|Unlike Search Engines, Answers.Com Responds With Data, Not Links [NYT] January 27, 2005|
By WALTER S. MOSSBERG
For all of their popularity and importance, search services like Google have a significant limitation: They don't answer questions or provide information directly. If you want to know the biography of a historical figure, the meaning of a word or the size of a city, Google and its competitors usually won't simply tell you. Instead, they will generate a list of Web sites where the answers might -- or might not -- be found.
If you are lucky, you may be able to quickly find an answer by skimming the summary text of the Web pages listed in the results. Google also places a little-known link called "Definition" in tiny type at the top right of many results pages.
Several of the other major search sites have taken more, but still limited, steps toward providing answers. Microsoft's new MSN Search provides direct answers to some search queries, like the populations of cities, at the top of the list of Web links. Ask Jeeves does something similar on certain queries. Amazon's A9 search service has a button called "reference" that provides some direct answers.
But now there is an entire search service devoted to providing direct answers to search queries. It is called Answers.com, and it is available at www.answers.com. Using a variety of reference sources, such as dictionaries and encyclopedias, it generates a thoughtfully organized page of relevant information about your search query without requiring you to click on any further Web links.
Answers.com comes from GuruNet, an Israeli company that developed a little-known, but slick, reference utility called GuruNet a few years back. With GuruNet, when you held down the Alt key and clicked on any word on any screen on your computer, the program produced a tabbed window with definitions, encyclopedia articles, and other information related to the word. GuruNet also powers the reference section of the A9 search service.
Now, with Answers.com, the company has expanded its reference sources, added many more topics, and morphed GuruNet into a full-blown search service you can call up from any major Web browser. You can still get the old GuruNet functionality, which works without requiring you to start in a Web browser.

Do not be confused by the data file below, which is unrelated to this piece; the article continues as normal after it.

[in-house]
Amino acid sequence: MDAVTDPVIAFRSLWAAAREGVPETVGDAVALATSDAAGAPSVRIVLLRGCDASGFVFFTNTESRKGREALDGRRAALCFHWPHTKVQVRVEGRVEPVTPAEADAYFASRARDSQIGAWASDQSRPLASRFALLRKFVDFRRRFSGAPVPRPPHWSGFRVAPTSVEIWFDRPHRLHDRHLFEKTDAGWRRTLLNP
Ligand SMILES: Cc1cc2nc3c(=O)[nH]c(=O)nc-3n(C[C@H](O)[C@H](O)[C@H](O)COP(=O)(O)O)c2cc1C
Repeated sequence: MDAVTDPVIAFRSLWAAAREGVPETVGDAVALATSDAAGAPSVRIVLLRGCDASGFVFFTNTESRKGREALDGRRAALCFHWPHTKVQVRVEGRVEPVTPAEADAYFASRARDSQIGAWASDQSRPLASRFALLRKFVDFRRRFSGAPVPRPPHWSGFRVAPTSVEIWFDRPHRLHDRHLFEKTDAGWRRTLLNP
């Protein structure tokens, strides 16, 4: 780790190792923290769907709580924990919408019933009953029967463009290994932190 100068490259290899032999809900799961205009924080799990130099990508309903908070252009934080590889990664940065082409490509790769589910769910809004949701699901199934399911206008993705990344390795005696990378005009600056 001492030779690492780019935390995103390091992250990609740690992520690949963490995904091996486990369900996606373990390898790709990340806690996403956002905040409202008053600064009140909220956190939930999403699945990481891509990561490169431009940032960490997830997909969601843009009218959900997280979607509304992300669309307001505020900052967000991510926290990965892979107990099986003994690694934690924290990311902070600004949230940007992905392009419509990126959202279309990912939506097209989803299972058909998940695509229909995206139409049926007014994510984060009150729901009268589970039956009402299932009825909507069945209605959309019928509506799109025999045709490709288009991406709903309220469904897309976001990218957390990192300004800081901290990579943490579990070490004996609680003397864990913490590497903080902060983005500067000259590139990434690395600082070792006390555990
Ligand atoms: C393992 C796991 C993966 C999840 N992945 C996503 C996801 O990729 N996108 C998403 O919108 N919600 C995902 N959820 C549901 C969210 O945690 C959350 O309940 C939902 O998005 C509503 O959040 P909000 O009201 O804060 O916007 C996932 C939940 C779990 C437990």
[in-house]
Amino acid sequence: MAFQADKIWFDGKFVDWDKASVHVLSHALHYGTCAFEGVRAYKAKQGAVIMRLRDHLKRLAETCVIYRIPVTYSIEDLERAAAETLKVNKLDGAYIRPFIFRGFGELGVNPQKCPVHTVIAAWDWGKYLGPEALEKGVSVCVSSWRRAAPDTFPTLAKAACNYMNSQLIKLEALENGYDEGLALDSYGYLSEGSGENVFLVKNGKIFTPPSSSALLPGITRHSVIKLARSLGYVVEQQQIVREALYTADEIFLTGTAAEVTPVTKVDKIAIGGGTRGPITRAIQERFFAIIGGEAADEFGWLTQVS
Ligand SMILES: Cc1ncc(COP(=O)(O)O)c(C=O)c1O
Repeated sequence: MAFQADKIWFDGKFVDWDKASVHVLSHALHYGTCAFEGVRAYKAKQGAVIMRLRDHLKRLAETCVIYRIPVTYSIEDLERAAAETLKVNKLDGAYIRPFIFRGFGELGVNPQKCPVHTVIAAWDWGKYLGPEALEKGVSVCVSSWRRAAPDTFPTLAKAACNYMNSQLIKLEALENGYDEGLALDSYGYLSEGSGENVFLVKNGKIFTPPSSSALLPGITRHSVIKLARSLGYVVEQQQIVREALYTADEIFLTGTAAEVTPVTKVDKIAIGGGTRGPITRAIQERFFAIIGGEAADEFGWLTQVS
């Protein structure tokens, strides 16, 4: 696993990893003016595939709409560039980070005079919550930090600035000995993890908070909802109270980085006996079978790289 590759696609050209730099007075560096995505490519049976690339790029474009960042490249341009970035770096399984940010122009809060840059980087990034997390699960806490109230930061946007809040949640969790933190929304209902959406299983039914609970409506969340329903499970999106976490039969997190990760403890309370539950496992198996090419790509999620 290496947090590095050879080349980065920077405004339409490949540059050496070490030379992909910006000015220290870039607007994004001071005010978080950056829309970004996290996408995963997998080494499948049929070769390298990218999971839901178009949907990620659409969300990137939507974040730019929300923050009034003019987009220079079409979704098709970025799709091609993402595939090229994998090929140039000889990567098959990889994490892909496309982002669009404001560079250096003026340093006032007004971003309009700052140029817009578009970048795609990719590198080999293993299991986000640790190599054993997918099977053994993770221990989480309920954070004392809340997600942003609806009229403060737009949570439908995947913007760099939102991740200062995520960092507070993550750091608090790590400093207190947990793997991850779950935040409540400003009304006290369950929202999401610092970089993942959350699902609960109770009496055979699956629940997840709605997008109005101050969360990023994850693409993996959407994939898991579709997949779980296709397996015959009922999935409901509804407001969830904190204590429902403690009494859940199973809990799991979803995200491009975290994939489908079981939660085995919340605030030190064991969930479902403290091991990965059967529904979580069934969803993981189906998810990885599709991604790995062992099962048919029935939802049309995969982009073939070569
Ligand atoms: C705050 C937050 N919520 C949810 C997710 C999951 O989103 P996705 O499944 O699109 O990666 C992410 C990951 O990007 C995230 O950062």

Here is an example of how Answers.com differs from normal search services. Suppose you want information on the city of Seattle. In Google, if you type in "Seattle," you get a long list of Web links, starting with the city's official Web site. At the top are links to maps of Seattle, and to news about Seattle.
Yahoo and MSN are worse, putting real-estate ads on top of their Web results. Ask Jeeves gives you a map and some local links, followed by a zillion ads. But other than the Ask Jeeves map, none gives you direct information. You must click on further links to learn anything.
The same search in Answers.com is radically different. You see a well-formatted page that includes a definition from the American Heritage dictionary. That is followed by a longer, but still compact, article on Seattle from the Columbia Encyclopedia. And that is followed by sections on current weather, and the local time. Then, there is a very long article on Seattle, with detailed maps, from the public, open-source Wikipedia encyclopedia.
To avoid a lot of scrolling, Answers.com provides a box at the upper left that allows you to quickly jump to each portion of the results page -- Dictionary, Encyclopedia, etc. You can also click once to get a Google Web search on Seattle. It also offers links to relevant blogs on a topic, to image searches and other resources.
Similarly, if you search for Tom Brady, the Super Bowl-winning quarterback of my beloved New England Patriots, Answers.com gives you a brief biography from a service called Who2, followed by a longer Wikipedia article. Google, Yahoo and MSN give you pages of links, topped by ads. Ask Jeeves does a little better, but not as well as Answers.com. It provides the first few sentences of a biography, before several ads.
Answers.com is free, and it does have ads. But they are listed down the right side of its results pages, never atop the actual answers.
You can also download optional free software from Answers.com that works like the old GuruNet program, allowing you to get answers by Alt-clicking on any word on any screen. In Windows, this download also includes a toolbar for Internet Explorer and a search box that's always available in the lower-right corner of your screen. If you use the Firefox browser, you can download an optional Answers.com plug-in that works with the browser's built-in search box.
On the Mac, the optional GuruNet software enables you to select any word on any screen, highlight it and press some keys to get results.
There are some downsides to Answers.com. It has answers for only about a million available topics so far. And it relies heavily on Wikipedia, which has been criticized because it isn't written or edited by experts. But unlike some recognized sources like the online Encyclopedia Britannica, Answers.com is free and instantly searches multiple reference works from multiple publishers.
Answers.com is also a start toward a new search paradigm where the object is to provide real instant information, not just links to pages where that information may, or may not, be found. I urge you to try it.
Write to Walter S. Mossberg at email@example.com